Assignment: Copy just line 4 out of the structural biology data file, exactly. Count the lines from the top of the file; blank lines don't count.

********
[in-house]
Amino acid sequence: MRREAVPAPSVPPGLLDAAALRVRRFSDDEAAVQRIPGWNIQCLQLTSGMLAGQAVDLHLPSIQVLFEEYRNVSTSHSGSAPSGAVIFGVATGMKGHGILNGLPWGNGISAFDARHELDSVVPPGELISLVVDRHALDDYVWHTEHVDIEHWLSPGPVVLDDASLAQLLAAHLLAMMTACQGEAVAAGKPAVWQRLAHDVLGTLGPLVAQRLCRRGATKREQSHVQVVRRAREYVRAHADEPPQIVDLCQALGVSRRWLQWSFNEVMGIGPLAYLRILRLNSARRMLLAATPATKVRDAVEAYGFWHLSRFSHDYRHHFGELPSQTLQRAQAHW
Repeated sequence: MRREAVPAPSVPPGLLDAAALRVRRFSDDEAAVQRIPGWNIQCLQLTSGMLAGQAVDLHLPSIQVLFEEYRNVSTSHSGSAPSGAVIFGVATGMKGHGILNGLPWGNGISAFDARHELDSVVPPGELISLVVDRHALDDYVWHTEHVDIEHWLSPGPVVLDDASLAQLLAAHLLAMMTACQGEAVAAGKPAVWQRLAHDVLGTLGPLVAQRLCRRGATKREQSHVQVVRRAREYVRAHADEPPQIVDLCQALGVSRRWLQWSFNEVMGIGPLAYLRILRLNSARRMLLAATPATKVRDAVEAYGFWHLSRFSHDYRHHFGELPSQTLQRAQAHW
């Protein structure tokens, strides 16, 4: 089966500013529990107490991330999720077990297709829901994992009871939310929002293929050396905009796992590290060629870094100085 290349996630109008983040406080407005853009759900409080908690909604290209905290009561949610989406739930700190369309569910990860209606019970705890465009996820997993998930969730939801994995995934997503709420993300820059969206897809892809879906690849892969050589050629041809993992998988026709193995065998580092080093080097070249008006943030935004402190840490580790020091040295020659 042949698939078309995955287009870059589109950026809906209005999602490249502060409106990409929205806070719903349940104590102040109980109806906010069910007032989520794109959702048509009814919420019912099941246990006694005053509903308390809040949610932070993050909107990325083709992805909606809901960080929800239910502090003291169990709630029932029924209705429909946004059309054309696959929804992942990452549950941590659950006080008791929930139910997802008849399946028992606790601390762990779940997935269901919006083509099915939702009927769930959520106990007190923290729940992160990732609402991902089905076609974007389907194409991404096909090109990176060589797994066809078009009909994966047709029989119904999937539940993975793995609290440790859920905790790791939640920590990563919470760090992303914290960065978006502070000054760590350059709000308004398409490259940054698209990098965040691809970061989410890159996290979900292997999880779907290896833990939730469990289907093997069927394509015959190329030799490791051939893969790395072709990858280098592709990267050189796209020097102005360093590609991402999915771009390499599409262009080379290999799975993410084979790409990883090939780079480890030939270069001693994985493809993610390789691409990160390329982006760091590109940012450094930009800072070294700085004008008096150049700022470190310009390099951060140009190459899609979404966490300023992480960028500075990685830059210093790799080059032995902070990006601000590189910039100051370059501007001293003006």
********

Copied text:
């Protein structure tokens, strides 16, 4: 089966500013529990107490991330999720077990297709829901994992009871939310929002293929050396905009796992590290060629870094100085 290349996630109008983040406080407005853009759900409080908690909604290209905290009561949610989406739930700190369309569910990860209606019970705890465009996820997993998930969730939801994995995934997503709420993300820059969206897809892809879906690849892969050589050629041809993992998988026709193995065998580092080093080097070249008006943030935004402190840490580790020091040295020659 042949698939078309995955287009870059589109950026809906209005999602490249502060409106990409929205806070719903349940104590102040109980109806906010069910007032989520794109959702048509009814919420019912099941246990006694005053509903308390809040949610932070993050909107990325083709992805909606809901960080929800239910502090003291169990709630029932029924209705429909946004059309054309696959929804992942990452549950941590659950006080008791929930139910997802008849399946028992606790601390762990779940997935269901919006083509099915939702009927769930959520106990007190923290729940992160990732609402991902089905076609974007389907194409991404096909090109990176060589797994066809078009009909994966047709029989119904999937539940993975793995609290440790859920905790790791939640920590990563919470760090992303914290960065978006502070000054760590350059709000308004398409490259940054698209990098965040691809970061989410890159996290979900292997999880779907290896833990939730469990289907093997069927394509015959190329030799490791051939893969790395072709990858280098592709990267050189796209020097102005360093590609991402999915771009390499599409262009080379290999799975993410084979790409990883090939780079480890030939270069001693994985493809993610390789691409990160390329982006760091590109940012450094930009800072070294700085004008008096150049700022470190310009390099951060140009190459899609979404966490300023992480960028500075990685830059210093790799080059032995902070990006601000590189910039100051370059501007001293003006």